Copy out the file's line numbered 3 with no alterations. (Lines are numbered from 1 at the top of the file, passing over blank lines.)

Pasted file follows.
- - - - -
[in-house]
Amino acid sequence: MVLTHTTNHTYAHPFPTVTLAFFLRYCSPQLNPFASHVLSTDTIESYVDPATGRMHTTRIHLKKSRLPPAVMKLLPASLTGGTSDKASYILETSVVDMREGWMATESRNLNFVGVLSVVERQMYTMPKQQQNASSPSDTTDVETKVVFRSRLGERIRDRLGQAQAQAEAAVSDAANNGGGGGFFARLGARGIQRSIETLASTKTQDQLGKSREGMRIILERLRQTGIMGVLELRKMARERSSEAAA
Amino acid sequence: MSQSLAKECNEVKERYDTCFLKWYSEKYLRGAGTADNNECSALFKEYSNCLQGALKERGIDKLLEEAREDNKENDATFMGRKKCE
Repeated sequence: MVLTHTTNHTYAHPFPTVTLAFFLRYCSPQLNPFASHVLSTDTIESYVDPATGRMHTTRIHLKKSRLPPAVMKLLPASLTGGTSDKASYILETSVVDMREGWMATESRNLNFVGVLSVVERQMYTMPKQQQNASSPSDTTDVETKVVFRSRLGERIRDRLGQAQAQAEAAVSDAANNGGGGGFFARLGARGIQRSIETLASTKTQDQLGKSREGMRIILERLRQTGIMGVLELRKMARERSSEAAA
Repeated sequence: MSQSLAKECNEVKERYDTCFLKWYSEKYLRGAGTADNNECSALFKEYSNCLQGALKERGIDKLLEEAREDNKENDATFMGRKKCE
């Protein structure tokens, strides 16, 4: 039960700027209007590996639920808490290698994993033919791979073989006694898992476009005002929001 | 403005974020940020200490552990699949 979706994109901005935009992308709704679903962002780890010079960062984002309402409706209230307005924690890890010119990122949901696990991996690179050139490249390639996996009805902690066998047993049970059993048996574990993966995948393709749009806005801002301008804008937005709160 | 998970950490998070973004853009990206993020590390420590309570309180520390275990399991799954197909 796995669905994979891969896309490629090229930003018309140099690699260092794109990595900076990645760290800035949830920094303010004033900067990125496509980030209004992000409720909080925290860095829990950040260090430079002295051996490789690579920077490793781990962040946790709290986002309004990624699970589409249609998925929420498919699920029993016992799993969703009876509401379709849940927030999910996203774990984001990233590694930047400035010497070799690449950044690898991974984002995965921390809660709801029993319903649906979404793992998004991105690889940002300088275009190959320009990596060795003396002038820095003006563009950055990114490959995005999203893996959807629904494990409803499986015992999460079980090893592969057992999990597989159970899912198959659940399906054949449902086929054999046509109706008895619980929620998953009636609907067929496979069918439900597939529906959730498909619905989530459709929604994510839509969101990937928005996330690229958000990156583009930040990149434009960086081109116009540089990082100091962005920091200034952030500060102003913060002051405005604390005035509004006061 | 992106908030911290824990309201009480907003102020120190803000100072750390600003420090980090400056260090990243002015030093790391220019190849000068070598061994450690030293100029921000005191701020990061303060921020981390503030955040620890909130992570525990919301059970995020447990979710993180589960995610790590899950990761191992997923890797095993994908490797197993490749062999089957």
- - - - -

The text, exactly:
Amino acid sequence: MSQSLAKECNEVKERYDTCFLKWYSEKYLRGAGTADNNECSALFKEYSNCLQGALKERGIDKLLEEAREDNKENDATFMGRKKCE